STIs such as HIV and AIDS are constantly in the public eye regarding sexual health issues. Since the beginning of the pandemic at least 21.8 million people have died from AIDS and more than 36 million people are living with HIV infection/AIDS.10 There have been attempts to educate populations worldwide about the risks for transmission and methods of prevention, as well as informing them of the devastating effects the virus has on the human body. However, it seems that scant attention has been paid to fully educate and watch over people with schizophrenia regarding these sexual health issues.
In 2000, the prevalence of HIV infection in Western Europe for women aged 15–49 years was 0.35%.10 Previous studies in this area brought to light the elevated seroprevalence of HIV infection within the population of young women suffering from schizophrenia at 5%.11 Figures suggest that about 2% (i.e. 4000–5000) of people with schizophrenia in the UK are currently living with HIV/AIDS.12
Women with schizophrenia seem to engage in more high-risk sexual behaviours than those without a mental health disorder. In a study by Cournos et al.13 condom use was found to be infrequent at only 8%. Drug and alcohol use during sex was found to be common, as was sexual exchange (for money, drugs or other goods), with many women (12%) having sexual intercourse with a known injecting drug user.13 The chaotic sex lives of these women, sometimes involving multiple partners, coupled with scarce use of barrier contraception, are alarming in a sexual health context. As women with schizophrenia are more likely to engage in these increased sexual risk activities, this may begin to explain the high rate of seroprevalence in this population, as well as demonstrating the increased need for sexual health screening and education for these women. Although this essay focuses on women with schizophrenia, men with schizophrenia are also at increased risk of STIs and require similar sexual health care.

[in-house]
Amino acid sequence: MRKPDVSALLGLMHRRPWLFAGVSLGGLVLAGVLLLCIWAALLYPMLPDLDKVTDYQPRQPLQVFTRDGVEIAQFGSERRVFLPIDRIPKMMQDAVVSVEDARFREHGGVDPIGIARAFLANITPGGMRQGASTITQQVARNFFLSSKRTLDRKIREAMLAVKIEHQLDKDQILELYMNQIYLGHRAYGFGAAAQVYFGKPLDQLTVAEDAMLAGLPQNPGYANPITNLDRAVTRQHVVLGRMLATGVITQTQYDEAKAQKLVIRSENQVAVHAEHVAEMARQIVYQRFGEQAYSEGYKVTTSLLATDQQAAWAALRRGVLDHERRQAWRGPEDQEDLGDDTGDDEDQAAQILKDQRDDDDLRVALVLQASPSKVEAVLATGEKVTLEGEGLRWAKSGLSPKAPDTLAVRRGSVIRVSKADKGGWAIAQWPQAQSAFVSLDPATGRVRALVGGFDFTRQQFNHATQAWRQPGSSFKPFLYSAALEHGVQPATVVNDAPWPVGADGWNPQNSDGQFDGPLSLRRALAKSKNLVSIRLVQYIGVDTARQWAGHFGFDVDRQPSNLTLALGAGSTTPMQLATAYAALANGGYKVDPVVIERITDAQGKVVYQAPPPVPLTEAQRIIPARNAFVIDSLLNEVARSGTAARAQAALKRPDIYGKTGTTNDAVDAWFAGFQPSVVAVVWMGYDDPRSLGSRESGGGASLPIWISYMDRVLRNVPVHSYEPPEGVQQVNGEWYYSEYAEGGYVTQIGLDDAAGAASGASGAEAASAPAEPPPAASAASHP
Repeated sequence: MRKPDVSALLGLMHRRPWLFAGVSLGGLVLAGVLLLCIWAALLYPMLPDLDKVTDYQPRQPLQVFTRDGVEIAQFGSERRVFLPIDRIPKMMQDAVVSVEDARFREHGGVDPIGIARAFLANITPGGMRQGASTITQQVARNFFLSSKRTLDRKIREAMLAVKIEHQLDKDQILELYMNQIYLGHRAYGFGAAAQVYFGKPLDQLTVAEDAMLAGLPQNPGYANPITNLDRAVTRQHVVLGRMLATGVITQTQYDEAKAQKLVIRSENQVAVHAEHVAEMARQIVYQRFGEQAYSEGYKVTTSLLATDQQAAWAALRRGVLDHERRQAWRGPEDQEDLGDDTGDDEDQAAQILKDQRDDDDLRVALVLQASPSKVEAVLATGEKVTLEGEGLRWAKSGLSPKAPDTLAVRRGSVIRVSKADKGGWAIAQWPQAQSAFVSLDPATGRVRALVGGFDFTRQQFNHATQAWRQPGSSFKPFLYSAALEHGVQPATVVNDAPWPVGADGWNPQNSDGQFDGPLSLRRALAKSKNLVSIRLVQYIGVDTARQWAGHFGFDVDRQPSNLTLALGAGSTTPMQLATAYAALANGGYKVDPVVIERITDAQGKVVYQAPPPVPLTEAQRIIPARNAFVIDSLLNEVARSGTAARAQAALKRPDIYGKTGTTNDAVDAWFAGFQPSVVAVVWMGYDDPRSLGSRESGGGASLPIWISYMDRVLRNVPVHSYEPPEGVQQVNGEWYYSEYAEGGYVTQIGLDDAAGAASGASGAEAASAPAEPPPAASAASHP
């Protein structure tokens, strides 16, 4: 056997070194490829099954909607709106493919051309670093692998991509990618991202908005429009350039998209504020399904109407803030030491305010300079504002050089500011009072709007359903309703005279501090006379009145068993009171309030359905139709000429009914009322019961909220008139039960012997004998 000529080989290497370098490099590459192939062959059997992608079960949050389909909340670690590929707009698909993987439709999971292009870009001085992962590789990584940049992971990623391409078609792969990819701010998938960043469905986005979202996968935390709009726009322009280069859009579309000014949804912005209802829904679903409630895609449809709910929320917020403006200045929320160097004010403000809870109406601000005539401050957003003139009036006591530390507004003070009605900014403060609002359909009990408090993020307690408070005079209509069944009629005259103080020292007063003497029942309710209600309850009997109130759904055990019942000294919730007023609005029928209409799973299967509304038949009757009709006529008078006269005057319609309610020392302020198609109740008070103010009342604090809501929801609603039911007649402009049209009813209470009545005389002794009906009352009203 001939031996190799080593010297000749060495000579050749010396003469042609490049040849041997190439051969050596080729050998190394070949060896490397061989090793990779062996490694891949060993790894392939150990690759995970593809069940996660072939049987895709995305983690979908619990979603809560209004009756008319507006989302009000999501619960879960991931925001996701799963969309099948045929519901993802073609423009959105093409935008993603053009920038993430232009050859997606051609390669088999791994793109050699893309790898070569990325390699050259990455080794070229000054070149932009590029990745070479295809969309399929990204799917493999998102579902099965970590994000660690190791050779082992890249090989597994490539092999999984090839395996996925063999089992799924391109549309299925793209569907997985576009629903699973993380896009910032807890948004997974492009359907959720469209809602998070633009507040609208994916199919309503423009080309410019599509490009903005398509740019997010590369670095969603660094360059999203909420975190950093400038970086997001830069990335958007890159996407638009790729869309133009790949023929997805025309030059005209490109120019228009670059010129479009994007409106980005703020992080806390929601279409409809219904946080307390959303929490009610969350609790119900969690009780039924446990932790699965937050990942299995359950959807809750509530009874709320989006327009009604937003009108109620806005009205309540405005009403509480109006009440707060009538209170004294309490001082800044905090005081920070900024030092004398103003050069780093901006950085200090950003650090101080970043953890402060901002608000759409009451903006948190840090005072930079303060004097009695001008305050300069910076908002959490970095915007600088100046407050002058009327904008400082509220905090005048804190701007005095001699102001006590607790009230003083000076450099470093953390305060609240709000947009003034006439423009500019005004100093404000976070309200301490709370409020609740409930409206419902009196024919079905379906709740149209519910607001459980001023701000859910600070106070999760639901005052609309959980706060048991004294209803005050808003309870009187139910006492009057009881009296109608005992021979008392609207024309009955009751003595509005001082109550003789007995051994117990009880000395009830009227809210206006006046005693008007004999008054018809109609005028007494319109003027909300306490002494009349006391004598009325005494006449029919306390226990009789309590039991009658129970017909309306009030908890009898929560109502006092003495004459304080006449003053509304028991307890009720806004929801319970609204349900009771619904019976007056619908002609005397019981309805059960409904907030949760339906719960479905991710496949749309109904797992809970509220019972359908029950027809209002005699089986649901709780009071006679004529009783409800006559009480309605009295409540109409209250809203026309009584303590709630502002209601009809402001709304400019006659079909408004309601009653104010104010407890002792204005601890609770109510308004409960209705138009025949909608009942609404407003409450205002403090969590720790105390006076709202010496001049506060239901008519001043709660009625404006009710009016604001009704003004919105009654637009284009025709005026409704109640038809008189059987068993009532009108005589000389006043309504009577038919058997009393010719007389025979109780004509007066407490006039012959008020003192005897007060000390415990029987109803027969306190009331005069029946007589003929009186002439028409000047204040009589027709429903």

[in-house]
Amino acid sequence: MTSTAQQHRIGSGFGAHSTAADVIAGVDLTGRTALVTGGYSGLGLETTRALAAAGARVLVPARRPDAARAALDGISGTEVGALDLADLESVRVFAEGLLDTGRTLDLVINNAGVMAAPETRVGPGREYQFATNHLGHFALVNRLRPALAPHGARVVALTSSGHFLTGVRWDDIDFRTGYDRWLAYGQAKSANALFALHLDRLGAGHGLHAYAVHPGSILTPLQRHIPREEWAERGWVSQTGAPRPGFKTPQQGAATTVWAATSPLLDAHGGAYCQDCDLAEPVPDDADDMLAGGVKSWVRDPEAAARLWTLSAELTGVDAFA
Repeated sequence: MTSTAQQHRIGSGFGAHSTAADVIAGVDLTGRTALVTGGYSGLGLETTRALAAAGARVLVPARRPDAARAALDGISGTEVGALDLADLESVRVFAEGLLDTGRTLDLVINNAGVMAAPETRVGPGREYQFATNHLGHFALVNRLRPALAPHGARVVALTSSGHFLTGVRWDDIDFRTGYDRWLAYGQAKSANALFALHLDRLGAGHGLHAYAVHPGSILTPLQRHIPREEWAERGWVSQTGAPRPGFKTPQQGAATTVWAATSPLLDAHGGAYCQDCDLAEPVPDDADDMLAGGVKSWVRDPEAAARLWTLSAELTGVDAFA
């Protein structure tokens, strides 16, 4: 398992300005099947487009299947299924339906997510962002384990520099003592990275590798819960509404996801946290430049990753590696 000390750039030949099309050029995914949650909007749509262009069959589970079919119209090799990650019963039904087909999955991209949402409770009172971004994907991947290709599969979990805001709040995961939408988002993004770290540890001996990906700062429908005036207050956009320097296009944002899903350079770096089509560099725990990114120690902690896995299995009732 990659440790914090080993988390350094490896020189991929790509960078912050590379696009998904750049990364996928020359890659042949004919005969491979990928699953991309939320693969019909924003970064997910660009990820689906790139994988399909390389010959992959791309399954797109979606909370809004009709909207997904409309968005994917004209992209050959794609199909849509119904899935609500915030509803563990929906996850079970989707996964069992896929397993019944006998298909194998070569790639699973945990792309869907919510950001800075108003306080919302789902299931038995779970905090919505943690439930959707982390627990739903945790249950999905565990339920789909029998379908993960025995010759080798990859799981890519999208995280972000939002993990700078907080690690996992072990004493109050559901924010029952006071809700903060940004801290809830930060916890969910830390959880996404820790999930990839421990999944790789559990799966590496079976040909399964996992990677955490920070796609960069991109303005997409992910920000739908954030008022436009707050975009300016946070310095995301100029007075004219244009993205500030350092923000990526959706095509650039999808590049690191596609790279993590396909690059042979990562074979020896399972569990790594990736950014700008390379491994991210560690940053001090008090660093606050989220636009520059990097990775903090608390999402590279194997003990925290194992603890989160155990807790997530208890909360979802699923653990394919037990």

Much could be done in terms of clinical practice, especially developing testing and implementing methods of improving early detection of HIV-positive status and simple risk-reduction strategies. It has been suggested that all patients with a chronic mental health disorder be screened regarding risk-taking behaviours and those at high-risk of HIV infection be referred to a sexual health professional.14
The sexual and reproductive lives of women with schizophrenia have been increasingly under scrutiny since the 1990s. Profound changes in the lives of women with a chronic mental health disorder have revealed observations of concerning health care issues spanning the mental and sexual health sectors. Infrequent use of contraceptive methods, chaotic high-risk sexual behaviours, and an increased risk of HIV infection call for an alliance between mental health and sexual health professionals. With an increased awareness of these issues, the health sector can strive to implement services designed to provide women with chronic mental health disorders with the combined care needed to tackle this matter.
Competing interests None.
Provenance and peer review Not commissioned; externally peer reviewed.